Editor’s note: this brief blog post draws heavily from new research by the United Way. A link to the organization’s full report is below.
According to traditional measures, from 2010 to 2018, Virginia showed steady economic improvements. Unemployment in the state and across the U.S. fell to historic lows, GDP grew, and wages rose slightly. Yet despite the Commonwealth’s economic strengths, sharp disparities in income and wealth exist from one region, county, or even community to the next.
In 2018, eight years after the end of the Great Recession, 39% of Virginia’s 3,169,804 households still struggled to make ends meet. And while 10% of these households were living below the Federal Poverty Level (FPL), another 29% — almost three times as many — were ALICE households: Asset Limited, Income Constrained, Employed. These households earned above the federal poverty level, but not enough to afford basic household necessities.
“This research has had a huge impact on my thinking about our mission and the people we are serving,” said VCCS Chancellor Glenn DuBois. “We need to do more to meet the needs of a huge group of people who don’t have semesters and years to seek traditional college degrees. To be sure, our workforce and career training programs are our fastest-growing segment. And we think demand for these programs will only grow in the wake of the economic disruption caused by the COVID-19 pandemic.”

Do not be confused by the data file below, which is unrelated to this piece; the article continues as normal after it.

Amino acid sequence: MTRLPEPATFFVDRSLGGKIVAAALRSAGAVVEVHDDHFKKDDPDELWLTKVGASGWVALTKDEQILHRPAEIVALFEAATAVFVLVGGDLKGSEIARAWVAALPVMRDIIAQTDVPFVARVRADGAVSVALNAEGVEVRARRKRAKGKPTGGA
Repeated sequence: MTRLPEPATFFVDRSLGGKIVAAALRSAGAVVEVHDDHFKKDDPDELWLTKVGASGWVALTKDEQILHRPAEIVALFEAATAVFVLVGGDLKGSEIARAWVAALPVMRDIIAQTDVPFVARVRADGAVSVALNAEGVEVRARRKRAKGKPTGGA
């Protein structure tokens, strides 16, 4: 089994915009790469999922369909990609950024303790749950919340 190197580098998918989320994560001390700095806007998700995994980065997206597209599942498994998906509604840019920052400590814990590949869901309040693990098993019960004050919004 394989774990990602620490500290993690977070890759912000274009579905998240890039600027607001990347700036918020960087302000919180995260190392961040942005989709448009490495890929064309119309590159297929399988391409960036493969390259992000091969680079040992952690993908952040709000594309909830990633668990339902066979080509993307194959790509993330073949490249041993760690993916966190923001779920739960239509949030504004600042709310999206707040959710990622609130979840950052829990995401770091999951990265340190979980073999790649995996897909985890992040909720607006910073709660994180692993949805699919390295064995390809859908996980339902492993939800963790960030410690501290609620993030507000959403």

The report, “Alice in Virginia: a financial hardship story” was sponsored by United Ways from across Virginia, Virginia’s Community Colleges, Compare.com, Atlantic Union Bank, the Virginia Association of Free and Charitable Clinics, and was released July 22.
The research spotlights persistent level of difficulty faced by ALICE households, and draws attention to three trends:
• The cost of living is increasing for ALICE households. From 2007 to 2018, the cost of household essentials (housing, child care, food, transportation, health care, and technology) increased faster than the cost of other goods and services.
• Worker vulnerability is increasing, while wages stagnate in ALICE jobs. In 2018, 47% of Virginia workers were paid by the hour, and 53% of the state’s jobs paid less than $20 per hour.
• ALICE households have increased over time as a result of rising costs and stagnant wages. There are almost three times as many ALICE households as there are households in poverty.
To see the full report, click here.